Jesus has been called “the new Adam.” That first Adam has been the bane of all mankind and so has Eve. But the Resurrection changed everything. Here was the new Adam – a spirit that gives life.

“So it is also written, The first human, Adam, became a living person, and the last Adam became a spirit that gives life.” (1 Cor. 15:45 CEB).

Let’s look again at that garden.  There is Jesus and there is Mary Magdalene. Since Jesus is the new “Adam,” Mary is the new “Eve.” She is the first to witness this new Adam. He called her by her name, thus naming her. She is a freed woman, no longer to be cursed by manmade rules and restrictions. She is freed of the stigma placed upon her by mankind. But it won’t last. Because whenever humans can place a stigma, they will, and they did.

Just as it was not a coincidence that

  1. Jesus told the Jewish Mary of Bethany that she was welcomed into the presence of the Master’s teaching,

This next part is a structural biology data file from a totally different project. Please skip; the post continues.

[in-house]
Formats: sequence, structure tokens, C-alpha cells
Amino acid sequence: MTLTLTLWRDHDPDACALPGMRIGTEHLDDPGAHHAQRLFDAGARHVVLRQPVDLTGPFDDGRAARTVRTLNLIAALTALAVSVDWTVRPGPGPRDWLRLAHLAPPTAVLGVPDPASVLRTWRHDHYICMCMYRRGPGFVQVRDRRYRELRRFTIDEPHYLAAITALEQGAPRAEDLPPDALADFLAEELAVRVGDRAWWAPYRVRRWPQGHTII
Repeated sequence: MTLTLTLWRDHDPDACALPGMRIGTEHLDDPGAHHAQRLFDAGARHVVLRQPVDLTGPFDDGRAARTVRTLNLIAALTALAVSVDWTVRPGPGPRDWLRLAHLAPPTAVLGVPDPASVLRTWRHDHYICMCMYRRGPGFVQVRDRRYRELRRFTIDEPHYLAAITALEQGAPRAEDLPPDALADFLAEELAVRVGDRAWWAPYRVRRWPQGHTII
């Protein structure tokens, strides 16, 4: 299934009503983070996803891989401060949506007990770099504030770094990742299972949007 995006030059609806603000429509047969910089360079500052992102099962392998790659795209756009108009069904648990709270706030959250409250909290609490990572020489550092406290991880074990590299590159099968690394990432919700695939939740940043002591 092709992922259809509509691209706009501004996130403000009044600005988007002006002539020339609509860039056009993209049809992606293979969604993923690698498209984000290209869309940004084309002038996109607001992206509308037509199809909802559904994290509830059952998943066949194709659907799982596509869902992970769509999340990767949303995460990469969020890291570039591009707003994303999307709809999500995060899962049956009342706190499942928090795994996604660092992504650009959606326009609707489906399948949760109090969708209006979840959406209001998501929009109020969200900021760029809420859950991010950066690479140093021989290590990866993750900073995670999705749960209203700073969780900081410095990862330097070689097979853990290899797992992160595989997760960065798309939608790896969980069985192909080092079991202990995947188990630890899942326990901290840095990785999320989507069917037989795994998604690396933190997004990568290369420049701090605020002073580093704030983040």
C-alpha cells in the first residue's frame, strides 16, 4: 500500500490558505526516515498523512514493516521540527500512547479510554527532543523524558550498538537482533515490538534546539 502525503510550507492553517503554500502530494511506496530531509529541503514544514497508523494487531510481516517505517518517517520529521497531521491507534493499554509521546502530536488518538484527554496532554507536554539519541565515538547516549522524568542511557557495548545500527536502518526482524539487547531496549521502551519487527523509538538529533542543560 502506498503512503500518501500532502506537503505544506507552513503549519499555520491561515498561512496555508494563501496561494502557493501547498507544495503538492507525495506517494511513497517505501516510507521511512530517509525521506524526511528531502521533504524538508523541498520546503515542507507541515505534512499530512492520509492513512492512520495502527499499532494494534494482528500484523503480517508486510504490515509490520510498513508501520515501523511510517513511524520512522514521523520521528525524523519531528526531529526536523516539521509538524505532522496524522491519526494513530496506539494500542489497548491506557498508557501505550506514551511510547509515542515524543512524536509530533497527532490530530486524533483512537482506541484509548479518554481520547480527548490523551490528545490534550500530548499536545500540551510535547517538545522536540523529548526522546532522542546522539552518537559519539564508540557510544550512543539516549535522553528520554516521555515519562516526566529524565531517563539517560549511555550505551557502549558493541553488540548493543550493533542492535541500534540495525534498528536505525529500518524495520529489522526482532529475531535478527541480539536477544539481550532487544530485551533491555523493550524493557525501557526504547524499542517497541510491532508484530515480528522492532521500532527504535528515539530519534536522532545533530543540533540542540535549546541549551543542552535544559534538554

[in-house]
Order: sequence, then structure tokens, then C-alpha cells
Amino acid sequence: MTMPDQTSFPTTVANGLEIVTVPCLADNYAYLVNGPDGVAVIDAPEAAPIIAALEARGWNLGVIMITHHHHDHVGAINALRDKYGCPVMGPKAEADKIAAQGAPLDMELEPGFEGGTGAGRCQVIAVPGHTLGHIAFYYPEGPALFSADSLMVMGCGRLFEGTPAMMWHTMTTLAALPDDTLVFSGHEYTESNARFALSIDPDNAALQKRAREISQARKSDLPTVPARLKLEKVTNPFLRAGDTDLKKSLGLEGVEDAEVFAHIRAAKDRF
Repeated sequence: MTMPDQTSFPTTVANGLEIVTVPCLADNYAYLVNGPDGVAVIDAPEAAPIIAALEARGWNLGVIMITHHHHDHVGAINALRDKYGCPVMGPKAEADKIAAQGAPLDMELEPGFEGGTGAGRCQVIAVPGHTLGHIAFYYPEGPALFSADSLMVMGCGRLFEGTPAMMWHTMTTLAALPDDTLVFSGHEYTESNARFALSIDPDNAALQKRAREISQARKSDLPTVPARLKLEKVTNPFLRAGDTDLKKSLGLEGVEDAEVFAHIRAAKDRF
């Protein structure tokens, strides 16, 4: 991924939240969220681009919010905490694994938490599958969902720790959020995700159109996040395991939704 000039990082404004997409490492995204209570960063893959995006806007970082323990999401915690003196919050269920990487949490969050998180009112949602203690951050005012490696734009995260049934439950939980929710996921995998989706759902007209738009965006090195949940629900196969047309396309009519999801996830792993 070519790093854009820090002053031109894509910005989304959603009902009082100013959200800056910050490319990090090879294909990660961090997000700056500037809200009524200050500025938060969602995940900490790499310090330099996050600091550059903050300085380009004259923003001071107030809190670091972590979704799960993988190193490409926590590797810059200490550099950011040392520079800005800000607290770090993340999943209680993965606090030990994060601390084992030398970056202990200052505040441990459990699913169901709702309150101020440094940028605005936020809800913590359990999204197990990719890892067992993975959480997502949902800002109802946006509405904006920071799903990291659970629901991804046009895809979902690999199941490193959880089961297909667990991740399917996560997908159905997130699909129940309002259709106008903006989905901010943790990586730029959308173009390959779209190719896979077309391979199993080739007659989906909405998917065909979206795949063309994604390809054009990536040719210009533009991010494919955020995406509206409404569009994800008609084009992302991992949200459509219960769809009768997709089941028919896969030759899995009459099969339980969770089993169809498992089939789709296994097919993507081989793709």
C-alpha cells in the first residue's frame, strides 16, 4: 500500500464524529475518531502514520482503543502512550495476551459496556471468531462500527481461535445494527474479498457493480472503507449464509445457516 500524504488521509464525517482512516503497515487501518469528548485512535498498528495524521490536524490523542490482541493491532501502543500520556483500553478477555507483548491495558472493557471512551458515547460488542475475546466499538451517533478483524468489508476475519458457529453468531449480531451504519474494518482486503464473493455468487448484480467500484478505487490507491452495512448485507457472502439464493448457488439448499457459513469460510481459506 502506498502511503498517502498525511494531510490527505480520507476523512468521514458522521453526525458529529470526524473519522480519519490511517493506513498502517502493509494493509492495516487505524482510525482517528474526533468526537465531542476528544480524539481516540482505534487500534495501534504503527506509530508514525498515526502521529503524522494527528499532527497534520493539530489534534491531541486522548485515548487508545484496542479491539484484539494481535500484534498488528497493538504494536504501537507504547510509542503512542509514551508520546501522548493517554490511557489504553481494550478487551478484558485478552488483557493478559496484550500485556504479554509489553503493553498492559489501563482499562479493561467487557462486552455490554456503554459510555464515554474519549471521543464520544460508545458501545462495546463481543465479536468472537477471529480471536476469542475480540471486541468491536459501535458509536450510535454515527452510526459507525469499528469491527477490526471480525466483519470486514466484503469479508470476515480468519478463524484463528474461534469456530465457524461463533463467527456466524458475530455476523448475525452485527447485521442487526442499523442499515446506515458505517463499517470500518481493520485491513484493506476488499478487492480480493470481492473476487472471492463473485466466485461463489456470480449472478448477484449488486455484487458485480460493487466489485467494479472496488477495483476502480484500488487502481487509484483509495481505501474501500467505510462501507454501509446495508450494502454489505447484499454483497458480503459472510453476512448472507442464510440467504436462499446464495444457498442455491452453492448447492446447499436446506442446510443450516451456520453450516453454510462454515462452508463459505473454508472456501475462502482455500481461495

2. Jesus told the gentile woman that he had also come to be Messiah of the gentiles which included her,
  3. Jesus told the woman at the well that he was the Messiah whom the Samaritans had been expecting (believing that they were the true faith).

it was not a coincidence that Mary Magdalene was in the garden to see the Resurrected Christ – the new Adam. Everything was leading up to this.

Genesis begins in a garden. And here we are again, in a garden where the Apostle Paul says

“Therefore if anyone is in Christ, he is a new creature; the old things passed away; behold, new things have come.” (2 Cor 5:17)

The new Adam and the new Eve. And just like the original Eve, this woman Mary Magdalene who was cleansed of all her sins, remained under the curse of man. Not God, but man. So do all of us women who have come after her.

It is 2016. There are no more gardens. It is up to us to get it right.

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Lent. Part 5. The garden

Chaos.  Everybody was running here and there. It is no wonder the stories got mixed up. Some thought they saw Peter and John go into the tomb, some thought they had not arrived yet. Some saw angels, or something that looked like angels. Some saw the guards lying facedown and scrambling up with worried looks and making hasty decisions of what to tell the authorities.